Food Safety:

Agencies Need to Address Gaps in Enforcement and Collaboration to Enhance Safety of Imported Food

GAO-09-873: Published: Sep 15, 2009. Publicly Released: Oct 14, 2009.

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Imported food makes up a substantial and growing portion of the U.S. food supply. To ensure imported food safety, federal agencies must focus their resources on high risk foods and coordinate efforts. In this context, GAO was asked to (1) assess how Customs and Border Protection (CBP), the Food and Drug Administration (FDA), and the U.S. Department of Agriculture's (USDA's) Food Safety and Inspection Service (FSIS) are addressing challenges in overseeing the safety of imported food; (2) assess how FDA leverages resources by working with other entities, such as state and foreign governments; and (3) determine how FDA is using its Predictive Risk-Based Evaluation for Dynamic Import Compliance Targeting (PREDICT) system to oversee imported food safety. GAO analyzed CBP, FDA, and FSIS procedures, reports, and regulations and interviewed agency officials and key stakeholders.

CBP, FDA, and FSIS have taken steps to address challenges in ensuring the safety of the increasing volume of imported food. For example, CBP maintains the system that importers use to provide information to FDA on food shipments; FDA electronically reviews food imports and inspects some foreign food production facilities to prevent violative food from reaching U.S. shores; and FSIS employs an equivalency system that requires countries to demonstrate that their food safety systems provide the same level of protection as the U.S. system. However, gaps in enforcement and collaboration undermine these efforts. First, CBP's computer system does not currently notify FDA or FSIS when imported food shipments arrive at U.S. ports, although efforts are underway to provide this information to FDA for air and truck shipments. This lack of communication may potentially increase the risk that unsafe food could enter U.S. commerce without FDA review, particularly at truck ports. Second, FDA has limited authority to ensure importers' compliance with its regulations. Third, CBP and FDA do not identify importers with a unique number; as a result, FDA cannot always target food shipments originating from high risk importers. Finally, CBP faces challenges in managing in-bond shipments--those that move within the United States without formally entering U.S. commerce--and such shipments possibly could be diverted into commerce. FDA generally collaborates with select states and foreign governments on imported food safety. FDA has entered into a contract, several cooperative agreements, and informal partnerships for imported food with certain states, and some state officials told GAO that they would like to collaborate further with FDA on food imports. However, citing legal restrictions, FDA does not fully share certain information, such as product distribution lists, with states during a recall. This impedes states' efforts to quickly remove contaminated products from grocery stores and warehouses. FSIS has begun to make available to the public a list of retail establishments that have likely received food products that are subject to a serious recall. FDA is also expanding efforts to coordinate with other countries. In particular, through its Beyond Our Borders initiative, FDA intends to station investigators and technical experts in China, Europe, and India, to provide technical assistance and gather information about food manufacturing practices to improve risk-based screening at U.S. ports. According to FDA, PREDICT will analyze food shipments using criteria that include a product's inherent food safety risk and the importer's violative history, among other things, to estimate each shipment's risk. A 2007 pilot test of PREDICT indicated that the system improved FDA's ability to identify products it considers to be high risk while allowing a greater percentage of products it considers low risk to enter U.S. commerce without a manual review. However, FDA has not yet developed a plan to measure the system's performance, and GAO previously identified shortcomings in FDA's information technology modernization efforts. FDA plans to begin deploying PREDICT at all ports and for all FDA-regulated products in September 2009.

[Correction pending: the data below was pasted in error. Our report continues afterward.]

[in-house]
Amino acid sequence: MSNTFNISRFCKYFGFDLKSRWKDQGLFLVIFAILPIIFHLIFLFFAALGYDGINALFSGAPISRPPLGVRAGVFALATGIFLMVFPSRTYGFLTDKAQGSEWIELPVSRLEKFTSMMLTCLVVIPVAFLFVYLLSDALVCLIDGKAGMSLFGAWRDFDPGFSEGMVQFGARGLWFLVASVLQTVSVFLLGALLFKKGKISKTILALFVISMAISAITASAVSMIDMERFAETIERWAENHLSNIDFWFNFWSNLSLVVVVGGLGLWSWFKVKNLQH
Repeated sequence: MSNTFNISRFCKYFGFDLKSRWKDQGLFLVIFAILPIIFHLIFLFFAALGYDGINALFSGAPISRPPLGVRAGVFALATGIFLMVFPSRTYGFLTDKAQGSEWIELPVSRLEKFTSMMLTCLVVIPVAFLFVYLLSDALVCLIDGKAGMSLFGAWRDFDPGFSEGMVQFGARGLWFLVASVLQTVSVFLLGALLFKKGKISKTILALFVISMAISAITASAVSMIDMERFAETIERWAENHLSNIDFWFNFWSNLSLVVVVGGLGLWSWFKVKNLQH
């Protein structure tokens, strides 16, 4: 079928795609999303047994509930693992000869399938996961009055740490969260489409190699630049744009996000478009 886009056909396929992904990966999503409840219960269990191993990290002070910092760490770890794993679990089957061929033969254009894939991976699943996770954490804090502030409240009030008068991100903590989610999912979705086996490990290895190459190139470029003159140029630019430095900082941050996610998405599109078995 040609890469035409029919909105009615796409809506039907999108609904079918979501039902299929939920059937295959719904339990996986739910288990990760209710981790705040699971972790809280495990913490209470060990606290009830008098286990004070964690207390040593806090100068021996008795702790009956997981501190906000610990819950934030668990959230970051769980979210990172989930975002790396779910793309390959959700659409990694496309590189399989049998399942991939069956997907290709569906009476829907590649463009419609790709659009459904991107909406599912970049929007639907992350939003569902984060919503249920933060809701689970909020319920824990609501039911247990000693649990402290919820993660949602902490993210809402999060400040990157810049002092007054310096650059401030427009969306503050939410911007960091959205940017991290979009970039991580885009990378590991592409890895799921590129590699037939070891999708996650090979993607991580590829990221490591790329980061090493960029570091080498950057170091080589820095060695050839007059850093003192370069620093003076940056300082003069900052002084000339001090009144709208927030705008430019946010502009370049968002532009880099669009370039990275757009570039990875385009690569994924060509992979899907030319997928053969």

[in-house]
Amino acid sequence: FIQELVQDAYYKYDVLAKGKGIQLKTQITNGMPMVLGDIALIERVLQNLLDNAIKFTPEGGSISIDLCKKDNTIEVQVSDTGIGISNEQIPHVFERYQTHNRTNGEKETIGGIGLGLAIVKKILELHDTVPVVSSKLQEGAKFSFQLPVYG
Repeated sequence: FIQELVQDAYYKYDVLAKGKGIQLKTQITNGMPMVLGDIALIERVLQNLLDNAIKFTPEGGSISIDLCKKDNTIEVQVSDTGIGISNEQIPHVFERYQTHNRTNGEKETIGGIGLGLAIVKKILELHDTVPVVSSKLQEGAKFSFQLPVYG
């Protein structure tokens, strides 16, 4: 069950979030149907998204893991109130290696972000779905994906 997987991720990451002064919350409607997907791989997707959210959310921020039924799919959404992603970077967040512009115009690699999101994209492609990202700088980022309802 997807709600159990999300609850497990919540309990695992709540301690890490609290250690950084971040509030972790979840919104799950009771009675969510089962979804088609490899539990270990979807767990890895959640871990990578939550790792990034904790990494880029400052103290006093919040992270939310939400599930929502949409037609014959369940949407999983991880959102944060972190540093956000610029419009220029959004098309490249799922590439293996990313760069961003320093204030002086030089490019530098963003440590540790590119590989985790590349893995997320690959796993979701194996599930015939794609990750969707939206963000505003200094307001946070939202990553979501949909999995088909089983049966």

Status Legend:

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  • Review Pending-GAO has not yet assessed implementation status.
  • Open-Actions to satisfy the intent of the recommendation have not been taken or are being planned, or actions that partially satisfy the intent of the recommendation have been taken.
  • Closed-implemented-Actions that satisfy the intent of the recommendation have been taken.
  • Closed-not implemented-While the intent of the recommendation has not been satisfied, time or circumstances have rendered the recommendation invalid.
    • Review Pending
    • Open
    • Closed - implemented
    • Closed - not implemented

    Recommendations for Executive Action

    Recommendation: To better leverage state resources for protecting the safety of imported food, the FDA Commissioner should reach out to states to find opportunities for additional collaboration through contracts, cooperative agreements, and informal partnerships.